A three-year-old boy has been diagnosed with stage 4 cancer after he was taken to hospital with a stomach bug.
Joseph Yeandle, from Brynamman, South Wales, had been a lively and energetic youngster who enjoyed dressing up as his favourite superheroes and playing with his older brother Liam, aged six.
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At the beginning of the year, Joseph started to lose his appetite and seemed slightly lethargic. His parents, Katy and James, put it down to being locked at home and snacking throughout the day.
In February, his older brother contracted a stomach bug from school and passed it onto Joseph. What would ordinarily have been a couple of days tucked up on the couch became an alarming and ultimately, life-saving moment for Joseph and his family.
As Joseph continued to deteriorate and his eyes became dark and sunken, the colour drained from his face and Katy took him to hospital.
‘Worst possible news’
Joseph’s aunt Emma Rees explained to NationalWorld that the nurse who observed him may have saved his life.
Emma said: “His mum knew something was wrong, not just a stomach ache, but initially doctors told her it was likely nothing to worry about.
“She went to town with the doctors and the nurse finally agreed that he should be sent to hospital to have blood work done.
“It was then that they found a lump in his stomach, it was the worst possible news our family could have received.”
Emma explained that for weeks, blood results were inconclusive but they knew it would likely be some kind of cancer. During those initial weeks, the family prepared to be told he has suffering from leukemia or lymphoma.
Emma said: “It sounds odd, but we saw the survival rate for these conditions and that there was promising treatment so we thought he might be okay.
“It was only after he was transferred to Noah’s Ark Children’s Hospital in Cardiff that they diagnosed him.
“Stage four neuroblastoma, it was heartbreaking. Now he has cancer with one of the highest risks to his life, there is only a 50 per cent survival rate.”
Katy said of the diagnosis: “Finding out Joseph’s diagnosis was the hardest moment of our lives. Hearing that your child has an aggressive cancer with a poor survival rate is a feeling that can’t be described and a feeling that I wish no other family must endure.
“I have sat and stared for hours trying to think of the words to describe that pain and gut-wrenching feeling, but nothing will ever come close.
“We couldn’t understand how this was happening to Joseph, in fact the odds of him getting Neuroblastoma was harder than winning the lottery. Why did this happen to our sweet and beautiful little boy? Why?”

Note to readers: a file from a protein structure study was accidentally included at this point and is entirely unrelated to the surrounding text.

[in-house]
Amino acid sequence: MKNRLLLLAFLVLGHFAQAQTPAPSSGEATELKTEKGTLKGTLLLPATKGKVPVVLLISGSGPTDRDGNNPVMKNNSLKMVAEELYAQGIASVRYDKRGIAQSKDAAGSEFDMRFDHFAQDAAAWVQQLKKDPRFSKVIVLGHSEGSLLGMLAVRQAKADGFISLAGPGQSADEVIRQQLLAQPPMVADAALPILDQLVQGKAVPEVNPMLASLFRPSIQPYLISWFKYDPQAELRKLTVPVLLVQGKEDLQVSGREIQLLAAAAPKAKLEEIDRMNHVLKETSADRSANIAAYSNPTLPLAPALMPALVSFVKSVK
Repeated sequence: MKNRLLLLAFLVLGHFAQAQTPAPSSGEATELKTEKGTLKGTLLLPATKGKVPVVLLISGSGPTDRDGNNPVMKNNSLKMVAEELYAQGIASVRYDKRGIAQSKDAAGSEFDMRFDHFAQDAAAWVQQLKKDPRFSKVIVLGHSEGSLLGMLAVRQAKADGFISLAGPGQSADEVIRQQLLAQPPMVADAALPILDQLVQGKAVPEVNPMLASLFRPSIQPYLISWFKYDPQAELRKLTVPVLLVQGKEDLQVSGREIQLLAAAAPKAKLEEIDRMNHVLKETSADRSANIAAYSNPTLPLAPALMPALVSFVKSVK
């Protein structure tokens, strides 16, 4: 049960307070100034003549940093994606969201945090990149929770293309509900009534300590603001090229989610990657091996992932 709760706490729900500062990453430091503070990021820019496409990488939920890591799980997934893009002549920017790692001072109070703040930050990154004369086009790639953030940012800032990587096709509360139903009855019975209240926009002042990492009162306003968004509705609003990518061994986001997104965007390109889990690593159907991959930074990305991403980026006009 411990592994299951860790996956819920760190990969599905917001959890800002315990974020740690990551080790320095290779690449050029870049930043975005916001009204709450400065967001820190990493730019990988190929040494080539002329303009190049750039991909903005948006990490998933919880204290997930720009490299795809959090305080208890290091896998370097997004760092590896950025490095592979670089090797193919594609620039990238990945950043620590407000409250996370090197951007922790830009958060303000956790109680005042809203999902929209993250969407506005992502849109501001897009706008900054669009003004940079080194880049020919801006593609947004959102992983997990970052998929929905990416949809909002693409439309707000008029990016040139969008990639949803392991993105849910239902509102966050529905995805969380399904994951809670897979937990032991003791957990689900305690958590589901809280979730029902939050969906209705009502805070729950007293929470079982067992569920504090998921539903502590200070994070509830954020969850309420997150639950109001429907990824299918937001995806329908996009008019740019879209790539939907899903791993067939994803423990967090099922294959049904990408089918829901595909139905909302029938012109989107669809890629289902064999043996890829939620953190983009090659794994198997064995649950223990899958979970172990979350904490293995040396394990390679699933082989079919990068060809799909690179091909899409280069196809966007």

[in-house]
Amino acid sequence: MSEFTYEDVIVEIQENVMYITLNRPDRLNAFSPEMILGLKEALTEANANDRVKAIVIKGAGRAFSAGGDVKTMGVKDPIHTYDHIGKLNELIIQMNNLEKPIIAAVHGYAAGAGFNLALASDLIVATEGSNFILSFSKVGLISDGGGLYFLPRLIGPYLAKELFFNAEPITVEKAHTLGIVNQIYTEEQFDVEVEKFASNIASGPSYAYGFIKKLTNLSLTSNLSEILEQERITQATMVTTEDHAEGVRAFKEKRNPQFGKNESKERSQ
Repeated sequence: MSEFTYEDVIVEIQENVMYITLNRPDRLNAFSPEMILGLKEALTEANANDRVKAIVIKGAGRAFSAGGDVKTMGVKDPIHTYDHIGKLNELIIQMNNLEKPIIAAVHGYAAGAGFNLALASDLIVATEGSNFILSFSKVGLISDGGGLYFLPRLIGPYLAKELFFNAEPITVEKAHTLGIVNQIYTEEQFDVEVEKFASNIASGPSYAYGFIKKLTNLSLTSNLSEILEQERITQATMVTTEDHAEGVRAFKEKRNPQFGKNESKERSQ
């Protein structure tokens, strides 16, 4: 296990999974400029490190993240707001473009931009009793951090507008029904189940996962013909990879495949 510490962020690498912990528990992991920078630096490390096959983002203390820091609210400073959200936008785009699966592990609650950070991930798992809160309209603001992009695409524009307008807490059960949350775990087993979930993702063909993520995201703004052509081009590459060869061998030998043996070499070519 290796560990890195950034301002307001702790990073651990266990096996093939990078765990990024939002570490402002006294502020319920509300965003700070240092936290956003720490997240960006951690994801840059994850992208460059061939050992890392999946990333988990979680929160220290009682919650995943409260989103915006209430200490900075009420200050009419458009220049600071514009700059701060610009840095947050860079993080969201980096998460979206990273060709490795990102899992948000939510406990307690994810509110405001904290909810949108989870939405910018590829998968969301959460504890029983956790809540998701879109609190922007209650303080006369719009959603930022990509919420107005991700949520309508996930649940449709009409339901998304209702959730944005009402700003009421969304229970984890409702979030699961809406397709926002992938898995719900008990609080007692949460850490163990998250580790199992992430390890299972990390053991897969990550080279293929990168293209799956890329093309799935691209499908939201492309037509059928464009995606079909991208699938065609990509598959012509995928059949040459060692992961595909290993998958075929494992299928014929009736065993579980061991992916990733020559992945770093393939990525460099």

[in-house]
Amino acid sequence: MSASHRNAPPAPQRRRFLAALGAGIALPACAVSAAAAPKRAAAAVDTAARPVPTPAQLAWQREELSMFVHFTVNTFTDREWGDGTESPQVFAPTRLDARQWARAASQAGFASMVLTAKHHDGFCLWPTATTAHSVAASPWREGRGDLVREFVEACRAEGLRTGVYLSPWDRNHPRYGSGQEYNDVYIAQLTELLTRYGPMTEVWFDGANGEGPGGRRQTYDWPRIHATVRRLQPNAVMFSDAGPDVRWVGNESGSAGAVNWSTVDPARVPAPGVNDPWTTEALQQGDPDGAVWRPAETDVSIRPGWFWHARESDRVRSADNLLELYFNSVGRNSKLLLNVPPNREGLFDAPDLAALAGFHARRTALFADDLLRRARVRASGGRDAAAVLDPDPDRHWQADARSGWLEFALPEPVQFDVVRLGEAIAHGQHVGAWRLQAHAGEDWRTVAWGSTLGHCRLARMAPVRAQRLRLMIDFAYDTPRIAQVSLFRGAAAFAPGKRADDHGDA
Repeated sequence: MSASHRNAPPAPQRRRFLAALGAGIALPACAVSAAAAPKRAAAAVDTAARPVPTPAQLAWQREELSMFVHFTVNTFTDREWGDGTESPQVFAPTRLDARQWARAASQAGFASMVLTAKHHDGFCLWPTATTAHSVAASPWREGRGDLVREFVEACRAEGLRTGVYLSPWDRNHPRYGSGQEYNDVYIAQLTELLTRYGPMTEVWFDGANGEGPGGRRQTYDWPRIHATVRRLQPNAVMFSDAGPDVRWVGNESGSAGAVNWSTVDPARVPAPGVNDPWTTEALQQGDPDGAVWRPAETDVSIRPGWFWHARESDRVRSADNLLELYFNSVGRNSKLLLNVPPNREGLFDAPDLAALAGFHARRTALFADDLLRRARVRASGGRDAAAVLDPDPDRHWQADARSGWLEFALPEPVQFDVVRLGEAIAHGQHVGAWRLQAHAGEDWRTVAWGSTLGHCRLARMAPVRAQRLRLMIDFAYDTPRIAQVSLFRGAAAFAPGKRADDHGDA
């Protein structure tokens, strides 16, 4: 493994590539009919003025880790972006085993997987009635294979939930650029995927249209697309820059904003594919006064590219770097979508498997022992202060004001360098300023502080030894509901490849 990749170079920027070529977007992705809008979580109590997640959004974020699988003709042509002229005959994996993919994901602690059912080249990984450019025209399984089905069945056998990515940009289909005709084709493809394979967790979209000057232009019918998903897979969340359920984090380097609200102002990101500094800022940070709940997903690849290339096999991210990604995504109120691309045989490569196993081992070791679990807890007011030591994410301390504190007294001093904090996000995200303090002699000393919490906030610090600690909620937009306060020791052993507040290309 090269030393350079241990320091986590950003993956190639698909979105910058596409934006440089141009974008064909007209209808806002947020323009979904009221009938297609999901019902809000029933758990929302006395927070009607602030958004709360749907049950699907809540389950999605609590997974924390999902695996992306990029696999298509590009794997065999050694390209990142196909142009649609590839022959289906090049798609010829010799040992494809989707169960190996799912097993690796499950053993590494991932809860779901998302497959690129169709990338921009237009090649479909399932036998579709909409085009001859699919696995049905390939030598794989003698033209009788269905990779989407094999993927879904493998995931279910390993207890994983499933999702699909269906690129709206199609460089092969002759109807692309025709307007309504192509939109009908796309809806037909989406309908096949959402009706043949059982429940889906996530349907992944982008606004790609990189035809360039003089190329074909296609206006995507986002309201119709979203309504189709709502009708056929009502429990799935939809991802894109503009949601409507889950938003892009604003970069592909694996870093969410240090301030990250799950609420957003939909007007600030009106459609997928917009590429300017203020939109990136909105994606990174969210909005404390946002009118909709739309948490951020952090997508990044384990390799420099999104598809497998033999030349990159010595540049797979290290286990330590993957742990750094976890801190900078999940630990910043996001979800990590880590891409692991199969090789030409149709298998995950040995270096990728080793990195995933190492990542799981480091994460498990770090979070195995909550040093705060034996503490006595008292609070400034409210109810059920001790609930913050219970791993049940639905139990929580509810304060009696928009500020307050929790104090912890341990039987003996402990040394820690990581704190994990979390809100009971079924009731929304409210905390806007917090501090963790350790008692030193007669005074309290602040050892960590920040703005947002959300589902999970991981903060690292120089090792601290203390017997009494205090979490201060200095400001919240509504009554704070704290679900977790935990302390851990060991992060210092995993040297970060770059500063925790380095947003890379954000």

‘Keeping things as normal as can be’
Asked how Joseph is coping with his intense chemotherapy treatments, Emma explained that Katy and James have told Joseph and Liam that he is poorly but neither know to what extent.
She said: “For the most part, Katy is keeping things as normal as can be while making sure he is well and he knows to tell his mum if he feels poorly.
“The other day he was taken into hospital because his blood platelet levels were so low, his immune system is non-existent because of the treatment so the littlest thing floors him.
“He came to Katy and told her ‘Mummy, I want a hospital’. It's devastating for Liam and James too, the impact has been felt on everyone but the boys are so strong.
Emma described Joseph as “a real-life superhero”, adding “his resilience, the resilience of kids is incredible, we don’t want him thinking he is too sick as the power of the mind is so important to his belief that he will get better.”
Joseph will continue to undergo chemotherapy which will hopefully shrink the tumour. If successful, he will undergo major surgery in July to remove cancerous cells before he receives stem cell harvesting and transplants.
His aunt has now launched a GoFundMe which has raised over £18,000 of the £200,000 target. She said the support from the Welsh community has been overwhelming, with thousands of families putting green ribbons on their front door and cars to share their support for the campaign.
Joseph has also followed in the footsteps of his dad and grandad, lifelong Swansea City fans. The team hope to support Joseph’s ambition to ‘hulk-smash’ cancer, by fundraising.
Due to Covid restrictions, only one parent is allowed to stay at the hospital while Joseph receives treatment. As such, when he undergoes surgery in July he will be isolated for five weeks and will only be able to see his parents.
Emma said the strain on the family, and the distress this has caused the inseparable brothers, has been devastating.
The money raised will go towards providing Joseph with the best treatment possible, as well as allowing his mum, dad and brother to spend much needed time with him.
In July 2022 he will finish treatment and will hopefully be cleared of cancer or it will enter the remission stage. If his cancer has shrunk or reduced significantly, there is still a 50 per cent chance it would return. After relapse, survival rates drop to 5 per cent.
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